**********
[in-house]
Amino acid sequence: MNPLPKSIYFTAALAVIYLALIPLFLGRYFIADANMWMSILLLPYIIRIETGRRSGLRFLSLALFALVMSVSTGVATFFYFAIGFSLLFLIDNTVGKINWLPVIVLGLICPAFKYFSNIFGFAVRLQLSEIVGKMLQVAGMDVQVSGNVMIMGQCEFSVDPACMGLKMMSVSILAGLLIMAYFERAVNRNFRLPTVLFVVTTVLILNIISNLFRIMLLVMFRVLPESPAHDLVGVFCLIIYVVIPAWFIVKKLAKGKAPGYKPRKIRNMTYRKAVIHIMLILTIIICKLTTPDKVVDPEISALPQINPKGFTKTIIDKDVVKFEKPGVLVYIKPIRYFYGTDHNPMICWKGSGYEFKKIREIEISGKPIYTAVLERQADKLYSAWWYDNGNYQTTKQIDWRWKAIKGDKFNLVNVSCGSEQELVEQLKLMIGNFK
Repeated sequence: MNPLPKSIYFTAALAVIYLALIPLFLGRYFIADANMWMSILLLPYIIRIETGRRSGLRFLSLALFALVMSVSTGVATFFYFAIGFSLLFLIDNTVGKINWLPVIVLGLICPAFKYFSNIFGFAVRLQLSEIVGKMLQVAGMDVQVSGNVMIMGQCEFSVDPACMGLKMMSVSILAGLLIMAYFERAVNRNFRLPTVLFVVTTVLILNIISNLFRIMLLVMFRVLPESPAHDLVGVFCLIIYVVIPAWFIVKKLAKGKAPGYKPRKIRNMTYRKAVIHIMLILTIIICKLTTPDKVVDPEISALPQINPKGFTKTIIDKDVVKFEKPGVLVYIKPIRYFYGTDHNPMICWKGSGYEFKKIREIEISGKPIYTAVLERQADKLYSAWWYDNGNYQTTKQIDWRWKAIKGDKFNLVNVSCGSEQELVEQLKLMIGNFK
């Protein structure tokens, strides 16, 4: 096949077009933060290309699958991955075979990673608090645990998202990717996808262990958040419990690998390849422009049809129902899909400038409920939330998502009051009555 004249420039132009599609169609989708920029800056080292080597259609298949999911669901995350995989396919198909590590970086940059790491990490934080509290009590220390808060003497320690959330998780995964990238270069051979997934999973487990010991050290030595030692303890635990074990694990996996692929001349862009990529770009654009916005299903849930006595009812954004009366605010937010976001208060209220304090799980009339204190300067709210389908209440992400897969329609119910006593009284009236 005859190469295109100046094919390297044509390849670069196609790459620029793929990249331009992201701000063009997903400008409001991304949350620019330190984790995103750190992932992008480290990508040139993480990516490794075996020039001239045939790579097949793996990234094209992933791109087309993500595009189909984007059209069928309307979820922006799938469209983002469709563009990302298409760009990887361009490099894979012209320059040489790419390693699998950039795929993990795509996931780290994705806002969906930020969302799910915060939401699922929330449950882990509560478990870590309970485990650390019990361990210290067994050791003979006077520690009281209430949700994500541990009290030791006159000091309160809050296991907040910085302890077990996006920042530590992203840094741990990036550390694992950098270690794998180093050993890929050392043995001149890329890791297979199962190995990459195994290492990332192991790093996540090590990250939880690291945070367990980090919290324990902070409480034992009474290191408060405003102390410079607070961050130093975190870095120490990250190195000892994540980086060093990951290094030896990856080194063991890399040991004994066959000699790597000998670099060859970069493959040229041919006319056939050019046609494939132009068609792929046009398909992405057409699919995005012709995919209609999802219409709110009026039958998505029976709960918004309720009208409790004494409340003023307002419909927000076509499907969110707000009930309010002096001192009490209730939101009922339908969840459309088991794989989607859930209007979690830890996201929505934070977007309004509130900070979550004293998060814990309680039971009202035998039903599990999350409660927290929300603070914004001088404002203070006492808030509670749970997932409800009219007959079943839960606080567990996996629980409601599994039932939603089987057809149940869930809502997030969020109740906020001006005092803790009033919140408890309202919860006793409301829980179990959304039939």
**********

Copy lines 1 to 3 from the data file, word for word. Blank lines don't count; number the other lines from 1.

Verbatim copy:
[in-house]
Amino acid sequence: MNPLPKSIYFTAALAVIYLALIPLFLGRYFIADANMWMSILLLPYIIRIETGRRSGLRFLSLALFALVMSVSTGVATFFYFAIGFSLLFLIDNTVGKINWLPVIVLGLICPAFKYFSNIFGFAVRLQLSEIVGKMLQVAGMDVQVSGNVMIMGQCEFSVDPACMGLKMMSVSILAGLLIMAYFERAVNRNFRLPTVLFVVTTVLILNIISNLFRIMLLVMFRVLPESPAHDLVGVFCLIIYVVIPAWFIVKKLAKGKAPGYKPRKIRNMTYRKAVIHIMLILTIIICKLTTPDKVVDPEISALPQINPKGFTKTIIDKDVVKFEKPGVLVYIKPIRYFYGTDHNPMICWKGSGYEFKKIREIEISGKPIYTAVLERQADKLYSAWWYDNGNYQTTKQIDWRWKAIKGDKFNLVNVSCGSEQELVEQLKLMIGNFK
Repeated sequence: MNPLPKSIYFTAALAVIYLALIPLFLGRYFIADANMWMSILLLPYIIRIETGRRSGLRFLSLALFALVMSVSTGVATFFYFAIGFSLLFLIDNTVGKINWLPVIVLGLICPAFKYFSNIFGFAVRLQLSEIVGKMLQVAGMDVQVSGNVMIMGQCEFSVDPACMGLKMMSVSILAGLLIMAYFERAVNRNFRLPTVLFVVTTVLILNIISNLFRIMLLVMFRVLPESPAHDLVGVFCLIIYVVIPAWFIVKKLAKGKAPGYKPRKIRNMTYRKAVIHIMLILTIIICKLTTPDKVVDPEISALPQINPKGFTKTIIDKDVVKFEKPGVLVYIKPIRYFYGTDHNPMICWKGSGYEFKKIREIEISGKPIYTAVLERQADKLYSAWWYDNGNYQTTKQIDWRWKAIKGDKFNLVNVSCGSEQELVEQLKLMIGNFK